(Photograph omitted)

PROMOTED VIDEO
News
ebookA unique anthology of reporting and analysis of a crucial period of history
Latest stories from i100
Have you tried new the Independent Digital Edition apps?
Independent Dating
and  

By clicking 'Search' you
are agreeing to our
Terms of Use.

iJobs Job Widget
iJobs People

HR Assistant / Human Resources Assistant

£Neg + Excellent Benefits: Guru Careers: An HR Assistant / Human Resources Ass...

Talent Community Coordinator

£Neg + Excellent Benefits: Guru Careers: A Talent Community Coordinator is nee...

Business Support - Banking - Halifax - £250 pd

£150 - £250 per day: Orgtel: HR Analyst - Banking - HR - Halifax - £150 - £250...

Geography Teacher

£24000 - £33600 per annum + pre 12 week AWR : Randstad Education Manchester Se...

Day In a Page

Backhanders, bribery and abuses of power have soared in China as economy surges

Bribery and abuses of power soar in China

The bribery is fuelled by the surge in China's economy but the rules of corruption are subtle and unspoken, finds Evan Osnos, as he learns the dark arts from a master
Commonwealth Games 2014: Highland terriers stole the show at the opening ceremony

Highland terriers steal the show at opening ceremony

Gillian Orr explores why a dog loved by film stars and presidents is finally having its day
German art world rocked as artists use renowned fat sculpture to distil schnapps

Brewing the fat from artwork angers widow of sculptor

Part of Joseph Beuys' 1982 sculpture 'Fettecke' used to distil schnapps
BBC's The Secret History of Our Streets reveals a fascinating window into Britain's past

BBC takes viewers back down memory lane

The Secret History of Our Streets, which returns with three films looking at Scottish streets, is the inverse of Benefits Street - delivering warmth instead of cynicism
Joe, film review: Nicolas Cage delivers an astonishing performance in low budget drama

Nicolas Cage shines in low-budget drama Joe

Cage plays an ex-con in David Gordon Green's independent drama, which has been adapted from a novel by Larry Brown
How to make your own gourmet ice lollies, granitas, slushy cocktails and frozen yoghurt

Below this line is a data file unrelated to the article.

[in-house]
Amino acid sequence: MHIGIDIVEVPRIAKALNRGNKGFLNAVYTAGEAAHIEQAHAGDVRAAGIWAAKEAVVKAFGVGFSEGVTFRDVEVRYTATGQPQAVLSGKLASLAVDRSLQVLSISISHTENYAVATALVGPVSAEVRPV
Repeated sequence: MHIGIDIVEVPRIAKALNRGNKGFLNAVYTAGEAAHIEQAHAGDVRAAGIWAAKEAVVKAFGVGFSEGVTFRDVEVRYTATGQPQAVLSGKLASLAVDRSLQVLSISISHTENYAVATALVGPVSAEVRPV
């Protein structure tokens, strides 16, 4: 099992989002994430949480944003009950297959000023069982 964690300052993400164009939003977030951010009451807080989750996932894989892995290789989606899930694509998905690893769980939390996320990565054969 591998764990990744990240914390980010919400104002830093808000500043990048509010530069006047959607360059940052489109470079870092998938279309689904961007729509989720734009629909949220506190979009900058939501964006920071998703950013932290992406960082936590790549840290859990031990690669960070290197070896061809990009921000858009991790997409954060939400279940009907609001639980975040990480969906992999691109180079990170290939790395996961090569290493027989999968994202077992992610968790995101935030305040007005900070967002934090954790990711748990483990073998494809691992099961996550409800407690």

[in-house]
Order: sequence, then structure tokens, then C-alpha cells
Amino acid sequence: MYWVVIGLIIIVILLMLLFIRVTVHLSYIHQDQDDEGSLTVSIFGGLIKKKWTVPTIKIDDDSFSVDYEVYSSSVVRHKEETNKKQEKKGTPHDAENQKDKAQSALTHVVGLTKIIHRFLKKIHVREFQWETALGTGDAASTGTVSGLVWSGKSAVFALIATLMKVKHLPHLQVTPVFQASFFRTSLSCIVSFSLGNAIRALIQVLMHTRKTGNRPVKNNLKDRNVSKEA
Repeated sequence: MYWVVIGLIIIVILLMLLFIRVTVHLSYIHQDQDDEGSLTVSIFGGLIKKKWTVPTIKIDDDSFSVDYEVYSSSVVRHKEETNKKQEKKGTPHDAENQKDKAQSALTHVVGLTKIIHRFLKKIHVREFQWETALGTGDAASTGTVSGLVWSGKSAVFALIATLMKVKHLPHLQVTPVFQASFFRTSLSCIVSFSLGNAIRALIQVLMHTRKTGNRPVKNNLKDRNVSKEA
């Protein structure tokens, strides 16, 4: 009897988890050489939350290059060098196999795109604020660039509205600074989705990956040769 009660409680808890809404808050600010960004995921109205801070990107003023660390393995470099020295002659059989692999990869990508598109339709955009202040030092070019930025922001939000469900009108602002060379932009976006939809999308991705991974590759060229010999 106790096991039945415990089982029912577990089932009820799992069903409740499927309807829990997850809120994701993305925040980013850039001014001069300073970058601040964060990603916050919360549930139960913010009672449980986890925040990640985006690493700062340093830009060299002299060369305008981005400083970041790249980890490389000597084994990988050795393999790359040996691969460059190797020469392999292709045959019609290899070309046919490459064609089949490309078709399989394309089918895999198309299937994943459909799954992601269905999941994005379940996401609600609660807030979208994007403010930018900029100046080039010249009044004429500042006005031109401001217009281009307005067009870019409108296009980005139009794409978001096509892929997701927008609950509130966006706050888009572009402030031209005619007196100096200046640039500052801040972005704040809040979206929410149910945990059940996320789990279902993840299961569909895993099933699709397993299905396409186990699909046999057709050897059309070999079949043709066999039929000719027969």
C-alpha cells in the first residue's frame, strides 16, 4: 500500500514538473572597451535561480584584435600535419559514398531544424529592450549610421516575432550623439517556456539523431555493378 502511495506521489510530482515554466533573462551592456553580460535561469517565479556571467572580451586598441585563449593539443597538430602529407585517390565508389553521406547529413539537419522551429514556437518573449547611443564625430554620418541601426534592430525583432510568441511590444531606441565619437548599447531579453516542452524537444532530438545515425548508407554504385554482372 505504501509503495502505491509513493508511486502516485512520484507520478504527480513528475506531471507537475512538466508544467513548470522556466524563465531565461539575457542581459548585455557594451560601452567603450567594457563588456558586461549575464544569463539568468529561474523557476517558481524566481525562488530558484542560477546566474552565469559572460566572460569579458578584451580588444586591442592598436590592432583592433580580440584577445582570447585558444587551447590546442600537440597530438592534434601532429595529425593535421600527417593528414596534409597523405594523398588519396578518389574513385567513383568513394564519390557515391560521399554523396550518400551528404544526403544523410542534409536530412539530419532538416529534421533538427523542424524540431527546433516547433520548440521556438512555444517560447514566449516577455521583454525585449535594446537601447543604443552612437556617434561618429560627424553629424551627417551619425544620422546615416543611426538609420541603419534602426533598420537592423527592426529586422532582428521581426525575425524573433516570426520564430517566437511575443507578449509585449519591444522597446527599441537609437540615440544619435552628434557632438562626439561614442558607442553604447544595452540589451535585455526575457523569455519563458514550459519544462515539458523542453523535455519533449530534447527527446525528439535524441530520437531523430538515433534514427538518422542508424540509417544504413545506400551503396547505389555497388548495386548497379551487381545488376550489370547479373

Make your own ice lollies and frozen yoghurt

Think outside the cool box for this summer's tempting frozen treats
Ford Fiesta is UK's most popular car of all-time, with sales topping 4.1 million since 1976

Fiesta is UK's most popular car of all-time

Sales have topped 4.1 million since 1976. To celebrate this milestone, four Independent writers recall their Fiestas with pride
10 best reed diffusers

Heaven scent: 10 best reed diffusers

Keep your rooms smelling summery and fresh with one of these subtle but distinctive home fragrances that’ll last you months
Commonwealth Games 2014: Female boxers set to compete for first time

Female boxers set to compete at Commonwealth Games for first time

There’s no favourites and with no headguards anything could happen
Five things we’ve learned so far about Manchester United under Louis van Gaal

Five things we’ve learned so far about United under Van Gaal

It’s impossible to avoid the impression that the Dutch manager is playing to the gallery a little
Screwing your way to the top? Good for Lana Del Rey for helping kill that myth

Screwing your way to the top?

Good for Lana Del Rey for helping kill that myth, says Grace Dent
Will the young Britons fighting in Syria be allowed to return home and resume their lives?

Will Britons fighting in Syria be able to resume their lives?

Tony Blair's Terrorism Act 2006 has made it an offence to take part in military action abroad with a "political, ideological, religious or racial motive"
Beyoncé poses as Rosie the Riveter, the wartime poster girl who became a feminist pin-up

Beyoncé poses as Rosie the Riveter

The wartime poster girl became the ultimate American symbol of female empowerment
The quest to find the perfect pair of earphones: Are custom, 3D printed earbuds the solution?

The quest to find the perfect pair of earphones

Earphones don't fit properly, offer mediocre audio quality and can even be painful. So the quest to design the perfect pair is music to Seth Stevenson's ears
US Army's shooting star: Lt-Col Steven Cole is the man Hollywood calls when it wants to borrow a tank or check a military uniform

Meet the US Army's shooting star

Lt-Col Steven Cole is the man Hollywood calls when it wants to borrow a tank or check a military uniform